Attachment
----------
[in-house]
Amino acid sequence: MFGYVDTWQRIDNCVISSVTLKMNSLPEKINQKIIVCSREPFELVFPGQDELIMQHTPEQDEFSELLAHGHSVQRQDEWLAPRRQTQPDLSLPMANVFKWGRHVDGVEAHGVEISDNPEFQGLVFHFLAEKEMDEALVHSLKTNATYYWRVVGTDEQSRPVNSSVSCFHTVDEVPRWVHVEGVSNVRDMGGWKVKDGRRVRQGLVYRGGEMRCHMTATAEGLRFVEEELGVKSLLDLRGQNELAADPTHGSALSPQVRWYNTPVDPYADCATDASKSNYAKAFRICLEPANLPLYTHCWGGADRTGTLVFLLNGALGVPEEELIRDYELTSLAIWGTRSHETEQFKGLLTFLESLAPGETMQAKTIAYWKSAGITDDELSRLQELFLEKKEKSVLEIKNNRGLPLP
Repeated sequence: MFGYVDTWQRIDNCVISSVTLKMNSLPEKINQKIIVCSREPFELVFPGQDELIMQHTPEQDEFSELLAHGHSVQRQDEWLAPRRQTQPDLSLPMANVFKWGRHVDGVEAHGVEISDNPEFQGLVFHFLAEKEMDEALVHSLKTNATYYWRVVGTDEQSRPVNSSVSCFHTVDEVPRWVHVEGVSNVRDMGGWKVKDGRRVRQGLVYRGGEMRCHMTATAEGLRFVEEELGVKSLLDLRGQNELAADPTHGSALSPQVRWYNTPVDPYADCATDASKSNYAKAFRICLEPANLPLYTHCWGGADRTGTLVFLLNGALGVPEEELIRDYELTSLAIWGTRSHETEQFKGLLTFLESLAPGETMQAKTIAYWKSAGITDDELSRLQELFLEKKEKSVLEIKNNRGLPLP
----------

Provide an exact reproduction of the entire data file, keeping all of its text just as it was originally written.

[in-house]
Amino acid sequence: MFGYVDTWQRIDNCVISSVTLKMNSLPEKINQKIIVCSREPFELVFPGQDELIMQHTPEQDEFSELLAHGHSVQRQDEWLAPRRQTQPDLSLPMANVFKWGRHVDGVEAHGVEISDNPEFQGLVFHFLAEKEMDEALVHSLKTNATYYWRVVGTDEQSRPVNSSVSCFHTVDEVPRWVHVEGVSNVRDMGGWKVKDGRRVRQGLVYRGGEMRCHMTATAEGLRFVEEELGVKSLLDLRGQNELAADPTHGSALSPQVRWYNTPVDPYADCATDASKSNYAKAFRICLEPANLPLYTHCWGGADRTGTLVFLLNGALGVPEEELIRDYELTSLAIWGTRSHETEQFKGLLTFLESLAPGETMQAKTIAYWKSAGITDDELSRLQELFLEKKEKSVLEIKNNRGLPLP
Repeated sequence: MFGYVDTWQRIDNCVISSVTLKMNSLPEKINQKIIVCSREPFELVFPGQDELIMQHTPEQDEFSELLAHGHSVQRQDEWLAPRRQTQPDLSLPMANVFKWGRHVDGVEAHGVEISDNPEFQGLVFHFLAEKEMDEALVHSLKTNATYYWRVVGTDEQSRPVNSSVSCFHTVDEVPRWVHVEGVSNVRDMGGWKVKDGRRVRQGLVYRGGEMRCHMTATAEGLRFVEEELGVKSLLDLRGQNELAADPTHGSALSPQVRWYNTPVDPYADCATDASKSNYAKAFRICLEPANLPLYTHCWGGADRTGTLVFLLNGALGVPEEELIRDYELTSLAIWGTRSHETEQFKGLLTFLESLAPGETMQAKTIAYWKSAGITDDELSRLQELFLEKKEKSVLEIKNNRGLPLP